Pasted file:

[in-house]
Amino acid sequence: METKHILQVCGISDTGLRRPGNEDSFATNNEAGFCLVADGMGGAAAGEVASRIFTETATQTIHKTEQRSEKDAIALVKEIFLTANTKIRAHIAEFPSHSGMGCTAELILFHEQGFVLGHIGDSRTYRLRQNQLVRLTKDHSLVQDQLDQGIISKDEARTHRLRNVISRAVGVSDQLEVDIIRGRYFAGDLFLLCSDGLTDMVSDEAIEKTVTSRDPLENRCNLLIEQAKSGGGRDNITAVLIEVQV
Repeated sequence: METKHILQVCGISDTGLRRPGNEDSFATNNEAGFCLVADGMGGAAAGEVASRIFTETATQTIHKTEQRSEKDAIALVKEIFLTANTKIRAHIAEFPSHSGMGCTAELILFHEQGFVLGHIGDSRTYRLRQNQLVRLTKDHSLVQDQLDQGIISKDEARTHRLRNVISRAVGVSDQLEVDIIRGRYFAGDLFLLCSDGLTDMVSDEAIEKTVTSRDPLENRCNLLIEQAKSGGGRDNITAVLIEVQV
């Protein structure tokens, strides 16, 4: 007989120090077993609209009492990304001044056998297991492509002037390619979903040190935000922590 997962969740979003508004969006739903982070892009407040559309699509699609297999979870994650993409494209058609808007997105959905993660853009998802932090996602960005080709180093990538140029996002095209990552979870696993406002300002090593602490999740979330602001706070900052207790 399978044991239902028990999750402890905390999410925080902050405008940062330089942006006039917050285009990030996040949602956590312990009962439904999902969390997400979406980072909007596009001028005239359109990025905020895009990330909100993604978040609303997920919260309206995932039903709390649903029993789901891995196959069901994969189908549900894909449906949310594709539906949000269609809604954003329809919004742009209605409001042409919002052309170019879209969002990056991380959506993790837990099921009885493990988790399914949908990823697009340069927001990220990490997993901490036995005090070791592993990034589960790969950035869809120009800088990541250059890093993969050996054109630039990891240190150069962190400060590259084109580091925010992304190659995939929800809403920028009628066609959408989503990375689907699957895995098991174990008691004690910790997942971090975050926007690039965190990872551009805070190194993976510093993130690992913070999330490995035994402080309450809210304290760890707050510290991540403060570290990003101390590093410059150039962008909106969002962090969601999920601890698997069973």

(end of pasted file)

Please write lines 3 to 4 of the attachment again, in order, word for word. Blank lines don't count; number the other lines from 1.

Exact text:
Repeated sequence: METKHILQVCGISDTGLRRPGNEDSFATNNEAGFCLVADGMGGAAAGEVASRIFTETATQTIHKTEQRSEKDAIALVKEIFLTANTKIRAHIAEFPSHSGMGCTAELILFHEQGFVLGHIGDSRTYRLRQNQLVRLTKDHSLVQDQLDQGIISKDEARTHRLRNVISRAVGVSDQLEVDIIRGRYFAGDLFLLCSDGLTDMVSDEAIEKTVTSRDPLENRCNLLIEQAKSGGGRDNITAVLIEVQV
């Protein structure tokens, strides 16, 4: 007989120090077993609209009492990304001044056998297991492509002037390619979903040190935000922590 997962969740979003508004969006739903982070892009407040559309699509699609297999979870994650993409494209058609808007997105959905993660853009998802932090996602960005080709180093990538140029996002095209990552979870696993406002300002090593602490999740979330602001706070900052207790 399978044991239902028990999750402890905390999410925080902050405008940062330089942006006039917050285009990030996040949602956590312990009962439904999902969390997400979406980072909007596009001028005239359109990025905020895009990330909100993604978040609303997920919260309206995932039903709390649903029993789901891995196959069901994969189908549900894909449906949310594709539906949000269609809604954003329809919004742009209605409001042409919002052309170019879209969002990056991380959506993790837990099921009885493990988790399914949908990823697009340069927001990220990490997993901490036995005090070791592993990034589960790969950035869809120009800088990541250059890093993969050996054109630039990891240190150069962190400060590259084109580091925010992304190659995939929800809403920028009628066609959408989503990375689907699957895995098991174990008691004690910790997942971090975050926007690039965190990872551009805070190194993976510093993130690992913070999330490995035994402080309450809210304290760890707050510290991540403060570290990003101390590093410059150039962008909106969002962090969601999920601890698997069973």